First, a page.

I don’t think of myself as extremely ‘patched in’. I watch, read and peruse a whole lot of news media, but I would never consider myself to be someone heavily involved in or aware of the global humanitarian situations. I can name a few current conflicts, send some spare change, recite a couple depressing figures and sigh at the latest reports like no one else, but I’ve never really immersed myself in one cause so much that I feel apart of a global reaction.
One of the most frustrating experiences I’ve ever had was slowly discovering that, at least in my immediate social circles, sentiment and individual activity for global humanitarian conditions are low even compared to my own relative inaction.
Conversations with friends or acquaintances, as they do, stray into the dangerous area of current affairs and the humanitarian crisis of the month. South Sudan, Syria, DRC, Hotline Bling, Typhoon Haiyan, even Australian refugee policy. People would have something interesting, poignant and worthwhile to comment and I would drop one of those depressing figures. We’d agree shit was fucked and call it a day. Frequently, however, people would know nothing or very little about a topic. Workmates, friends and even the esteemed intelligentsia that make up UOW would have little care or interest for that topical tragedy. This, as I’m sure you would know, isn’t a result of ignorance. Though the media constantly displays the atrocity that man and nature commit and though the most complex and advanced communications system in the history of our world sits at our literal fingertips, we have embraced apathy.
This brings us to this weeks topic. Specifically, the question of whether it is ever appropriate to capture and display suffering. I’m going to argue that, in fact, much to the chagrin of some, the answer is a definitive “sometimes, sorta”. In some cases it is justifiable and in some others, it is not.
First, let’s address the claim that the portrayal of suffering, wherever you find it, is a form of exploitation. Even in the examples we observed in class, media was created specifically with a goal in mind, a goal that wouldn’t directly advance the individual subject of the example. Even the Jack Black example, by far the least exploitative example, does not specifically advance the individual child that Nacho Libre interviewed, rather promising wider systematic change. In the mean time, music, a talented, dim lighting and depressing music is used to create the most impacting video possible. Does that make it unethical?In an age of that apathy I mentioned earlier, it isn’t. To create motivation among a public that is already at least vaguely aware of a problem, an aggressive, emotional, individual based strategy is needed to stir action. Though exploitative, the focus on the individual is justified if it is intended to bring about action from the viewer. Were that video meant solely as entertainment or were fund raised from that video sent direct to Jack Blacks new pool, then that exploitation could not be justified.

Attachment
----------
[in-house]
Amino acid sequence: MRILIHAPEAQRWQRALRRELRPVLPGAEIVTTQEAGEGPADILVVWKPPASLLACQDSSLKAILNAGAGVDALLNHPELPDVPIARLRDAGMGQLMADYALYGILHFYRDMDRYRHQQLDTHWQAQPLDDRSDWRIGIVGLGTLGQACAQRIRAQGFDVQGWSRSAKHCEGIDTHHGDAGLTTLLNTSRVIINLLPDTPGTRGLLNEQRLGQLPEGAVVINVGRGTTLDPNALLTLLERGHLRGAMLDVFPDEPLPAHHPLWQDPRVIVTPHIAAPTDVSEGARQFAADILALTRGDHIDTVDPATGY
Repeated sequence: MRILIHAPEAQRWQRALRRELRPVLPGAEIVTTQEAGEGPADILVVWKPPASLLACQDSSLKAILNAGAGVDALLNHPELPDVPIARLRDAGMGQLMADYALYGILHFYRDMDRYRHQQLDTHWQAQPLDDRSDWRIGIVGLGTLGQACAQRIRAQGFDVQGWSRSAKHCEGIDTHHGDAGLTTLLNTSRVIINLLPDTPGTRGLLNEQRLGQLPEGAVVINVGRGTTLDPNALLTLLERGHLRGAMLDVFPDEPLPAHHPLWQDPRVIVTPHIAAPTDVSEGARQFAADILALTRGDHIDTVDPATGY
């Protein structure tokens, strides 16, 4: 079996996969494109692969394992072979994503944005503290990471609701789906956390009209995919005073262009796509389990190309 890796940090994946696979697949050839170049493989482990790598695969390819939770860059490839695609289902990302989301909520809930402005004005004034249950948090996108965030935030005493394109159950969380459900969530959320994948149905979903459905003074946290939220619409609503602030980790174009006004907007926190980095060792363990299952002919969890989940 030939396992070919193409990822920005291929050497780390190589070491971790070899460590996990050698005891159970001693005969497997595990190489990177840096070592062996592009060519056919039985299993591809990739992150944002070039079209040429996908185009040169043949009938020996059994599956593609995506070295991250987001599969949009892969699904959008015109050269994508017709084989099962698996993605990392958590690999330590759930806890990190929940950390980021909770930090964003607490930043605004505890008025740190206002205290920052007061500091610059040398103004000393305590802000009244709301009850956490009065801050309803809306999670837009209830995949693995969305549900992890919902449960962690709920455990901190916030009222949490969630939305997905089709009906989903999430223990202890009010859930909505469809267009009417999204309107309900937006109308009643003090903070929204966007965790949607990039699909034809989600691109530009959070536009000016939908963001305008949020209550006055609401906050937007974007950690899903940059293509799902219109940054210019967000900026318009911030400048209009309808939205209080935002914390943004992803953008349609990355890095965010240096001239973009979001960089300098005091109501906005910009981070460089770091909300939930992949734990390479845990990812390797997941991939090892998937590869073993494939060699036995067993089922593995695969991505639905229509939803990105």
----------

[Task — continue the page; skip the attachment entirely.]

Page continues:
The Jack Black video is mild compared to our next example, that of Aylan Kurdi. Though a similar focus on an individual, the picture of the dead boy is obviously a far stronger example in almost every regard. The purpose, specifically with the exhibition of the photo across the world, is the same though; to motivate through exposure to a particular horror. As opposed to the Jack Black example, the exploitation wasn’t just of the dead boy and his family, but also to a point the exploitation of the public. Inherently offensive images, including that of Kurdi, and their display to the frequently unwilling and unexpecting audience, is designed to exploit the horror and guilt of the viewer in order to promote a political agenda (von Engelhardt, 2015, p. 701).
This exploitation of offensive, while deliberately affecting peace of a viewer, is justified if it would inspire actions that would promote a humanitarian good.
Now, that’s the depressing part. Let’s talk about inspiration and celebrity, but I’ll do it quickly because my word count is getting pretty high.Celebrity involvement in humanitarian or political media, as we all know, is not restricted to Jack Black.
Angelina Jolie currently holds the position of “goodwill ambassador” in the UNHCR, a highly effective role that sees her using her celebrity to bring public attention to the plight of refugees around the world. Now, this too is an exploitation of sorts, though a willing one. Jolie herself and the UNHCR exploit her celebrity to bring about public attention through inspiration and exposure.
Now, let’s get cynical. This is not necessarily true, of course, but an interesting hypothetical. Say Jolie doesn’t actually care about celebrity and just acted as though she did for the sake of her own publicity. As long as that exploitation, the appearance of humanitarianism and a public deception, resulted in a greater public support for the UNHCR and an increase in the capabilities of the organization to relieve suffering, would that not be a justified exploitation? Mrs Jolie, if you’re reading this, I didn’t mean that. Just a hypothetical. Please don’t have me killed.
Now, all these examples, though varying greatly in effectiveness, scale, and impact, they all rely on exploitation – an exploitation that is totally justifiable if it is done with the intention of promoting humanitarian progress.
von Engelhardt, J 2015, ‘Studying western audiences vis-à-vis mediated distant suffering. A call to venture beyond media studies’, International Communication Gazette, vol. 77, issue 7, pp. 695-707